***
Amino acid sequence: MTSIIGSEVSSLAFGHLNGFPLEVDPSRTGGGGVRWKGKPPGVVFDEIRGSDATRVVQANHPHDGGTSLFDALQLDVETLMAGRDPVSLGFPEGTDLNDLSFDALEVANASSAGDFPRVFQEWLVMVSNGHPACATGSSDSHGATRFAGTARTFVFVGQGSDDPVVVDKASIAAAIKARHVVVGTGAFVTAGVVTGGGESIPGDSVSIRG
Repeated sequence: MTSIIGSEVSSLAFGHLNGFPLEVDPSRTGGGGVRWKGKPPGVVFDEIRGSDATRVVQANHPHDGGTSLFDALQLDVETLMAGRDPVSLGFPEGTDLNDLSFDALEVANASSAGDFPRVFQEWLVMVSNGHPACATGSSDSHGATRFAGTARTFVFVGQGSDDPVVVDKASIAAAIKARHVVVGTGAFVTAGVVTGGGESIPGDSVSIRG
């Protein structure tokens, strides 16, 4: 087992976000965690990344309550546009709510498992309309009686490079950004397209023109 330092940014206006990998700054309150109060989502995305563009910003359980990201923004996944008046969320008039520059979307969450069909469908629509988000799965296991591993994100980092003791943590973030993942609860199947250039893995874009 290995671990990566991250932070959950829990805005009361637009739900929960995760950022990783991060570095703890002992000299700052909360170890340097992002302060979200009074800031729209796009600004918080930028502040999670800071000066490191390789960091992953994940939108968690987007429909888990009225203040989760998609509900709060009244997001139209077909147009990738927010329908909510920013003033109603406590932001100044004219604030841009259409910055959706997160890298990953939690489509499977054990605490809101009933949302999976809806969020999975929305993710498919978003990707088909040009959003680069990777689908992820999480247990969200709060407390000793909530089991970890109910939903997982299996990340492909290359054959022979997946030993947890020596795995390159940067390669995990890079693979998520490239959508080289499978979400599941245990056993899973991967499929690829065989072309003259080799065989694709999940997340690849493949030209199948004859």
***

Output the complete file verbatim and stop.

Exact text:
Amino acid sequence: MTSIIGSEVSSLAFGHLNGFPLEVDPSRTGGGGVRWKGKPPGVVFDEIRGSDATRVVQANHPHDGGTSLFDALQLDVETLMAGRDPVSLGFPEGTDLNDLSFDALEVANASSAGDFPRVFQEWLVMVSNGHPACATGSSDSHGATRFAGTARTFVFVGQGSDDPVVVDKASIAAAIKARHVVVGTGAFVTAGVVTGGGESIPGDSVSIRG
Repeated sequence: MTSIIGSEVSSLAFGHLNGFPLEVDPSRTGGGGVRWKGKPPGVVFDEIRGSDATRVVQANHPHDGGTSLFDALQLDVETLMAGRDPVSLGFPEGTDLNDLSFDALEVANASSAGDFPRVFQEWLVMVSNGHPACATGSSDSHGATRFAGTARTFVFVGQGSDDPVVVDKASIAAAIKARHVVVGTGAFVTAGVVTGGGESIPGDSVSIRG
């Protein structure tokens, strides 16, 4: 087992976000965690990344309550546009709510498992309309009686490079950004397209023109 330092940014206006990998700054309150109060989502995305563009910003359980990201923004996944008046969320008039520059979307969450069909469908629509988000799965296991591993994100980092003791943590973030993942609860199947250039893995874009 290995671990990566991250932070959950829990805005009361637009739900929960995760950022990783991060570095703890002992000299700052909360170890340097992002302060979200009074800031729209796009600004918080930028502040999670800071000066490191390789960091992953994940939108968690987007429909888990009225203040989760998609509900709060009244997001139209077909147009990738927010329908909510920013003033109603406590932001100044004219604030841009259409910055959706997160890298990953939690489509499977054990605490809101009933949302999976809806969020999975929305993710498919978003990707088909040009959003680069990777689908992820999480247990969200709060407390000793909530089991970890109910939903997982299996990340492909290359054959022979997946030993947890020596795995390159940067390669995990890079693979998520490239959508080289499978979400599941245990056993899973991967499929690829065989072309003259080799065989694709999940997340690849493949030209199948004859």